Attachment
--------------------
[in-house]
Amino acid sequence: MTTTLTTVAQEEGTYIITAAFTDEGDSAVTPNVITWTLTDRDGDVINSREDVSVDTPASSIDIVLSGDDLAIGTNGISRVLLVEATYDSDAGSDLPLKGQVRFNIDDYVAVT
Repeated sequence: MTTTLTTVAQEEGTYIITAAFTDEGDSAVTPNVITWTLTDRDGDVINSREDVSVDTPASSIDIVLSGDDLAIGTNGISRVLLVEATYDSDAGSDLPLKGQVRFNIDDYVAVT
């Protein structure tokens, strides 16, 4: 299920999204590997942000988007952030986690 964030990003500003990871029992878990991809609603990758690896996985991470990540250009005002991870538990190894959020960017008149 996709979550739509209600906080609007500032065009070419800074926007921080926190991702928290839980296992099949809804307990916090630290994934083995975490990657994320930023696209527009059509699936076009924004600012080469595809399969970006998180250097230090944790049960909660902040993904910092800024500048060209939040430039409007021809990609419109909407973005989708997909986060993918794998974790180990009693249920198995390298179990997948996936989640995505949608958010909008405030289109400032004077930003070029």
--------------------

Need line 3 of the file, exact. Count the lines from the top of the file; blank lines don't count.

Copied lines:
Repeated sequence: MTTTLTTVAQEEGTYIITAAFTDEGDSAVTPNVITWTLTDRDGDVINSREDVSVDTPASSIDIVLSGDDLAIGTNGISRVLLVEATYDSDAGSDLPLKGQVRFNIDDYVAVT